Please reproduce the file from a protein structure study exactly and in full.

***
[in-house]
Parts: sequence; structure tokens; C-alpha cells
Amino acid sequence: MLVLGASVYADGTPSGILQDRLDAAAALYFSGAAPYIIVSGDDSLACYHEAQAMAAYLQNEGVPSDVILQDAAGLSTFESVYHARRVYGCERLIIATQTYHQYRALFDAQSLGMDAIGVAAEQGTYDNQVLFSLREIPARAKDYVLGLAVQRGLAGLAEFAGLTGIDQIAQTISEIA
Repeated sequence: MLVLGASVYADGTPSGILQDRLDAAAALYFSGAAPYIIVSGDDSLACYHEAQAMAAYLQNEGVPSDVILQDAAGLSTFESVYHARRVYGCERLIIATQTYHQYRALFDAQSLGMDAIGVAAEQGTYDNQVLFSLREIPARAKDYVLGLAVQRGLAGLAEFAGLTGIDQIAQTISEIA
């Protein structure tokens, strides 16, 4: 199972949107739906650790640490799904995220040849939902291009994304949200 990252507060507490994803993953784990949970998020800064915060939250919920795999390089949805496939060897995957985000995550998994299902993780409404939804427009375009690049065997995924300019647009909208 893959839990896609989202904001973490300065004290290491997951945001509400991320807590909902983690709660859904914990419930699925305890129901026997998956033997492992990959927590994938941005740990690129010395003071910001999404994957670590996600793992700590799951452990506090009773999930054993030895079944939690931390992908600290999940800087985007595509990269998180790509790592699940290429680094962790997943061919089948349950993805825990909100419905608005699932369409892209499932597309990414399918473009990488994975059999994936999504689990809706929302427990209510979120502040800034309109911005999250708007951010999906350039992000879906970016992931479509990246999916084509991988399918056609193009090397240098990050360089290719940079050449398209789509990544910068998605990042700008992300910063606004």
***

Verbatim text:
[in-house]
Parts: sequence; structure tokens; C-alpha cells
Amino acid sequence: MLVLGASVYADGTPSGILQDRLDAAAALYFSGAAPYIIVSGDDSLACYHEAQAMAAYLQNEGVPSDVILQDAAGLSTFESVYHARRVYGCERLIIATQTYHQYRALFDAQSLGMDAIGVAAEQGTYDNQVLFSLREIPARAKDYVLGLAVQRGLAGLAEFAGLTGIDQIAQTISEIA
Repeated sequence: MLVLGASVYADGTPSGILQDRLDAAAALYFSGAAPYIIVSGDDSLACYHEAQAMAAYLQNEGVPSDVILQDAAGLSTFESVYHARRVYGCERLIIATQTYHQYRALFDAQSLGMDAIGVAAEQGTYDNQVLFSLREIPARAKDYVLGLAVQRGLAGLAEFAGLTGIDQIAQTISEIA
């Protein structure tokens, strides 16, 4: 199972949107739906650790640490799904995220040849939902291009994304949200 990252507060507490994803993953784990949970998020800064915060939250919920795999390089949805496939060897995957985000995550998994299902993780409404939804427009375009690049065997995924300019647009909208 893959839990896609989202904001973490300065004290290491997951945001509400991320807590909902983690709660859904914990419930699925305890129901026997998956033997492992990959927590994938941005740990690129010395003071910001999404994957670590996600793992700590799951452990506090009773999930054993030895079944939690931390992908600290999940800087985007595509990269998180790509790592699940290429680094962790997943061919089948349950993805825990909100419905608005699932369409892209499932597309990414399918473009990488994975059999994936999504689990809706929302427990209510979120502040800034309109911005999250708007951010999906350039992000879906970016992931479509990246999916084509991988399918056609193009090397240098990050360089290719940079050449398209789509990544910068998605990042700008992300910063606004």